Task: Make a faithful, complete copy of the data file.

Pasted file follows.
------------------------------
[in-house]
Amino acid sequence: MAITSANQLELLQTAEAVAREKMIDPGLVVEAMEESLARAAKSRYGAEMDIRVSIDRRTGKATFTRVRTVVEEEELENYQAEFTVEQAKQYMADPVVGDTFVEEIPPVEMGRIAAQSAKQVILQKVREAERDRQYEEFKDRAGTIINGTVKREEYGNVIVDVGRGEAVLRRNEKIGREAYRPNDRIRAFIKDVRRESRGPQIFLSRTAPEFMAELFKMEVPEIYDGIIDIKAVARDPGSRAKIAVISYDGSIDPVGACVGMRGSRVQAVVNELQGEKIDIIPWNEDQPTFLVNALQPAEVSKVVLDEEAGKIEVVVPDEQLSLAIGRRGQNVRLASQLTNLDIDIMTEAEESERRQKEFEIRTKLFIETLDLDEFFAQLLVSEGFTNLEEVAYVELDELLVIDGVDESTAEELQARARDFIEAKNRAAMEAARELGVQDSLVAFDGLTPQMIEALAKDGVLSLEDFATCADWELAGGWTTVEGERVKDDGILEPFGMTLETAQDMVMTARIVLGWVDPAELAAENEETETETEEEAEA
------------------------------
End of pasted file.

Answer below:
[in-house]
Amino acid sequence: MAITSANQLELLQTAEAVAREKMIDPGLVVEAMEESLARAAKSRYGAEMDIRVSIDRRTGKATFTRVRTVVEEEELENYQAEFTVEQAKQYMADPVVGDTFVEEIPPVEMGRIAAQSAKQVILQKVREAERDRQYEEFKDRAGTIINGTVKREEYGNVIVDVGRGEAVLRRNEKIGREAYRPNDRIRAFIKDVRRESRGPQIFLSRTAPEFMAELFKMEVPEIYDGIIDIKAVARDPGSRAKIAVISYDGSIDPVGACVGMRGSRVQAVVNELQGEKIDIIPWNEDQPTFLVNALQPAEVSKVVLDEEAGKIEVVVPDEQLSLAIGRRGQNVRLASQLTNLDIDIMTEAEESERRQKEFEIRTKLFIETLDLDEFFAQLLVSEGFTNLEEVAYVELDELLVIDGVDESTAEELQARARDFIEAKNRAAMEAARELGVQDSLVAFDGLTPQMIEALAKDGVLSLEDFATCADWELAGGWTTVEGERVKDDGILEPFGMTLETAQDMVMTARIVLGWVDPAELAAENEETETETEEEAEA